LONDON: The BBC has come under heavy criticism for cutting crucial parts of Pakistani Minister and a senior Advisor of Turkish President’s interviews in its HardTalk show.
The BBC has cut parts from interviews with Gulnur Aybet, Senior Advisor to Turkey’s President and Pakistan’s Finance Minister Asad Umar.
The recent omissions from interviews of senior advisor to Turkey’s President Recep Tayyip Erdogan, Professor Gulnur Aybet and Pakistan’s Finance Minister Asad Umar have attracted heavy criticism.
A range of topics were discussed in the hard-hitting interview on Monday with President Erdogan’s Senior Advisor Aybet, from the killing of dissident Saudi journalist Jamal Khashoggi to press freedom in Turkey.
Parts of the interview which you cannot see on the clip currently running on BBC’s website is the UK terror laws in which “encouragement of terrorism” is punishable by up to 7 years in prison following the Terrorism Act of 2006.
This is not the first time that HardTalk has come under fire. The show received immense criticism after airing a TV interview on December 13 with Pakistan’s Finance Minister Asad Umar in which BBC omitted Umar’s mention of Indian spy Kulbhushan Jadhav.
Following the backlash BBC defended its action, saying omission was “not an act of censorship” and it was done due to the programme being too long to be broadcast on TV and went on to add that confusion had been caused, and it would restore the omitted section and air the programme.
BBC’s explanation was not well received by Pakistan’s Minister for Human Rights Shireen Mazari or the social media, with the minister describing it as “pathetic” and adding BBC “bias has always been there.”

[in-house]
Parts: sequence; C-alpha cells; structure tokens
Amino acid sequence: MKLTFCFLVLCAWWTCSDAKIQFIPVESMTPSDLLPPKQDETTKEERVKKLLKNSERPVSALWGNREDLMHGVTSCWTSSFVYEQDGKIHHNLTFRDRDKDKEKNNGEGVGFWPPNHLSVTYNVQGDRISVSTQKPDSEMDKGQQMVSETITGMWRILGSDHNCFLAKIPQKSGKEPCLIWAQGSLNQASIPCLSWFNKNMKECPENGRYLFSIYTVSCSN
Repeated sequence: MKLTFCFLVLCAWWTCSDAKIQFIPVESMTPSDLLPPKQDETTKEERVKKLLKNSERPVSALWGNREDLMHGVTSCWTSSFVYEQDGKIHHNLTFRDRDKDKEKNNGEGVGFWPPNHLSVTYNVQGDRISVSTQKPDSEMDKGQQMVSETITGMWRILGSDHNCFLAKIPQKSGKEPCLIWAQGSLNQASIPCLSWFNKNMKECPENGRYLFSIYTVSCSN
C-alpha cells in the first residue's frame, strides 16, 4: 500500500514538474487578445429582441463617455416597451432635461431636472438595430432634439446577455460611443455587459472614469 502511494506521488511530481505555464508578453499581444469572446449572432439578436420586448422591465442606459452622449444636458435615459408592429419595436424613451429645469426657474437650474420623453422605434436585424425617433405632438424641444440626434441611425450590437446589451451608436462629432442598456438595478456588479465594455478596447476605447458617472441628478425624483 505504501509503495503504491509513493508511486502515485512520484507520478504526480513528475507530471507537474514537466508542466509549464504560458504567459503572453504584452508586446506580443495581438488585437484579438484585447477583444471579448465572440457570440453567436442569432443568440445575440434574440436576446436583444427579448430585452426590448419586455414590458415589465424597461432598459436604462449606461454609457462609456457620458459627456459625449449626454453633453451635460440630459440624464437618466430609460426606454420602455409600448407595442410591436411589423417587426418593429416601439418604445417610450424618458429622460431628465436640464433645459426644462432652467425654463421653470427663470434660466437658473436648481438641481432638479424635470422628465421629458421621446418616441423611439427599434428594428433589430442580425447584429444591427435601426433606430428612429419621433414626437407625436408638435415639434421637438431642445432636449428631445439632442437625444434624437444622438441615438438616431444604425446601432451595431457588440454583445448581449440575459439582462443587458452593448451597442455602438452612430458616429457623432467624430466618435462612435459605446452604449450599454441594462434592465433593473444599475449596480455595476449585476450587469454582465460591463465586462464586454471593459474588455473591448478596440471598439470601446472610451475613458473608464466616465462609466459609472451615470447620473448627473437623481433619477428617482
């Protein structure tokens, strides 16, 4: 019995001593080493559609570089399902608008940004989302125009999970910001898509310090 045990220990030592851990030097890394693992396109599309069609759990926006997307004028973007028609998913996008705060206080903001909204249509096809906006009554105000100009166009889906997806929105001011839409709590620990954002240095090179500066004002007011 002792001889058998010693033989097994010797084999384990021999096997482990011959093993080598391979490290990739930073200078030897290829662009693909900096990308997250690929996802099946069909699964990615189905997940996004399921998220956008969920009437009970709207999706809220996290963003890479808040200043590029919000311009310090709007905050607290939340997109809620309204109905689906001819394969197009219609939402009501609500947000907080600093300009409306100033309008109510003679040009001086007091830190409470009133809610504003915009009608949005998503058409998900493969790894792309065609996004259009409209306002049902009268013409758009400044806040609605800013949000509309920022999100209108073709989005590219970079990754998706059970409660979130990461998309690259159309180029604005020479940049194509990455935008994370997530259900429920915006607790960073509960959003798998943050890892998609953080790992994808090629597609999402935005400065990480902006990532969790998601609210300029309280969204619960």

Following the criticism, BBC once again omitted crucial parts of an interview just a few days later.
Host Stephen Sackur put Presidential Advisor Gulnur Aybet on the hot seat for 23 minutes amidst a flurry of allegations and accusations regarding jailed journalists and academics in Turkey.
The HardTalk host claimed that organisations like Amnesty and The Committee to Protect Journalists allege that there are hundreds of journalists and academics jailed in Turkey, but Aybet rebuked these figures saying, “I have seen a lot of figures from some different organisations including Amnesty and the numbers actually contradict each other.”
“When a person is arrested in Turkey, they have to fill out a form, and they put under profession, whatever their profession is. Now there are people who have written in that form that their profession is journalism, but they are not necessarily journalists.”